Miranda July had a collection of short fiction published in 2007. Perhaps you know her better from the film Me and You and Everyone We Know. Aside from an affinity for long titles, July's strength in writing is examining unique, unusual subject matter in a very approachable and honest way.
For my tastes, the collection is exciting right from the first story. July mostly compiled stories barely above the length of flash fiction, a classification near and dear to my heart. She does not choose the most monumental, earth-shattering epics to examine; instead, she writes complete accounts of moments.
In "The Shared Patio," a young woman decides to take advantage of the patio attached to her apartment, only to find herself having sexual fantasies about her neighbor who is having a seizure. "The Swim Team," my favorite of the collection, shows a young woman teaching a group of senior citizens how to swim on dry land. The first half of the collection is dry, quirky, shocking, and entertaining.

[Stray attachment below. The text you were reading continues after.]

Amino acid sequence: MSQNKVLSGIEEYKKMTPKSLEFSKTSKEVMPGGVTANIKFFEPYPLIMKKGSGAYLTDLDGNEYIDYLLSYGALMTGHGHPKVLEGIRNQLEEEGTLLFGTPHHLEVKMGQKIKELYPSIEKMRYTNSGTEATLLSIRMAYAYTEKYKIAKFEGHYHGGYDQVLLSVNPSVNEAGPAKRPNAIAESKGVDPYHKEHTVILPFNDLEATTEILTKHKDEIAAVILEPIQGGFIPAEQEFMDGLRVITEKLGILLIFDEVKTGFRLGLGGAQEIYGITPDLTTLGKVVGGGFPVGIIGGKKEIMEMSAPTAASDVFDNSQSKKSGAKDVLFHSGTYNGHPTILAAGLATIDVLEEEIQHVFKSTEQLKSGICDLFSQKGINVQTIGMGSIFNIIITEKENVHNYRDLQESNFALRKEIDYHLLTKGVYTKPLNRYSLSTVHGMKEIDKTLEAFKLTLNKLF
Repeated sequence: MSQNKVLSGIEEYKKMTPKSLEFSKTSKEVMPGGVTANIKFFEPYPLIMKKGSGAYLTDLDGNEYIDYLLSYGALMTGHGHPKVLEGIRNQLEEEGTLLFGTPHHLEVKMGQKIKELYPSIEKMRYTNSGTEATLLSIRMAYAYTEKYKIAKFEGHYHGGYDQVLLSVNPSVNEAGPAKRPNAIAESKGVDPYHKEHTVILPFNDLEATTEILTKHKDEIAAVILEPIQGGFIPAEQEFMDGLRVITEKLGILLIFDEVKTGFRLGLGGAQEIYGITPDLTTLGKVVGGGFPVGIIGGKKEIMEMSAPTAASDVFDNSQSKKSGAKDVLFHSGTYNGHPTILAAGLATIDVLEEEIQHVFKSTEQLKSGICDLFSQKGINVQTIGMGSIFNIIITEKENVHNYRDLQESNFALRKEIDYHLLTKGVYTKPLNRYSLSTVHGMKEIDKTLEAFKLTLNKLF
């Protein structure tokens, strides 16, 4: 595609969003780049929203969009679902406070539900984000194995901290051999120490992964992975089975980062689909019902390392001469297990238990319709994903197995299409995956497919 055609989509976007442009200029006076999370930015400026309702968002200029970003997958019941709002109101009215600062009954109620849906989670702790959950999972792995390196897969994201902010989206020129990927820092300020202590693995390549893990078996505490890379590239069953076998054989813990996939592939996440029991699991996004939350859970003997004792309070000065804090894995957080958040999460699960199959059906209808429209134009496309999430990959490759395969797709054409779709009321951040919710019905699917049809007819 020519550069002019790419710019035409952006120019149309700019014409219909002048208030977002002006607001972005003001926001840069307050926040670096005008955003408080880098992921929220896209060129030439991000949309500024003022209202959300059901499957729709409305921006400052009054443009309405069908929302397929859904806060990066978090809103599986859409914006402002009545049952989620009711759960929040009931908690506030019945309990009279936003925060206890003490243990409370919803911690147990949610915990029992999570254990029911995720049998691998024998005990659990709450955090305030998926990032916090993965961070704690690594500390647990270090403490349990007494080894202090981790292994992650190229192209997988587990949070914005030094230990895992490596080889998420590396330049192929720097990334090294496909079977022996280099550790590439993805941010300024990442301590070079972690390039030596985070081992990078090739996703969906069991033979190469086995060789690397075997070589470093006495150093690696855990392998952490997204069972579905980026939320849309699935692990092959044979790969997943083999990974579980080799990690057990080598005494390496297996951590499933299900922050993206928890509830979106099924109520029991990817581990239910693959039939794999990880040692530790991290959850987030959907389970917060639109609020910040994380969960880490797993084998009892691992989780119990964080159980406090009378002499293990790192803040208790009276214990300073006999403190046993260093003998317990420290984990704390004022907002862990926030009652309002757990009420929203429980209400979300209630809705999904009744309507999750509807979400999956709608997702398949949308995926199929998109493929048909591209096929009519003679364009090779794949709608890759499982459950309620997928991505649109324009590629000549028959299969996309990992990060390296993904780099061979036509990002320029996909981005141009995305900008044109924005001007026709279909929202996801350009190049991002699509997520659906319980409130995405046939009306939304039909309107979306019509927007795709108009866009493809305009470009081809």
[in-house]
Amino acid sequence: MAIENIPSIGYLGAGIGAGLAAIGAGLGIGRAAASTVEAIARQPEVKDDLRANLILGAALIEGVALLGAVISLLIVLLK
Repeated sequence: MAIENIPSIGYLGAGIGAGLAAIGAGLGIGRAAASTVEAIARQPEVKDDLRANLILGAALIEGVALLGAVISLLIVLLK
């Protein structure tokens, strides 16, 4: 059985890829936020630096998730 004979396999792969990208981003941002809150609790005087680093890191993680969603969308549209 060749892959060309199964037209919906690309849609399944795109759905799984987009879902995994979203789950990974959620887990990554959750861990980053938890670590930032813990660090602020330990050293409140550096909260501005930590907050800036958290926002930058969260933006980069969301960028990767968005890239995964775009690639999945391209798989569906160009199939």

The longer stories, those exceeding 20 pages, tend to get a bit stagnant. In these, the new and unique ground explored in the almost-flash fiction begins to fall to the wayside in favor of slightly obscured cliches. "Something That Needs Nothing," about young lesbians coming of age through sexual exploration and a huge dive into the deep-end of independence, loses its charm very quickly in the face of unlikable characters. "Making Love in 2003" is an older story told through a new lens, though the lens never quite comes into focus on just why the main character is acting the way she does; there is a logical justification provided that rings false for this particular narrator.
There is one exception to the issue with the longer stories: "How to Tell Stories to Children" is masterful. I don't even want to hint at the surprises in the story, so I'll leave it at this: July leaves you with her best and most shocking story. It's awesome in the true sense of the word.
The collection is most certainly worth reading. Even if you don't like every story (how often does that happen, anyway? never?), July has managed to publish one with a great overriding arc and lots of movement and interest. With the exception of a few of the longer stories (and perhaps I'm just coming from a jaded perspective from reading far too much short fiction), No One Belongs Here More Than You is compelling. I highly recommend reading it. Then, go visit her fantastic website for the release of the book.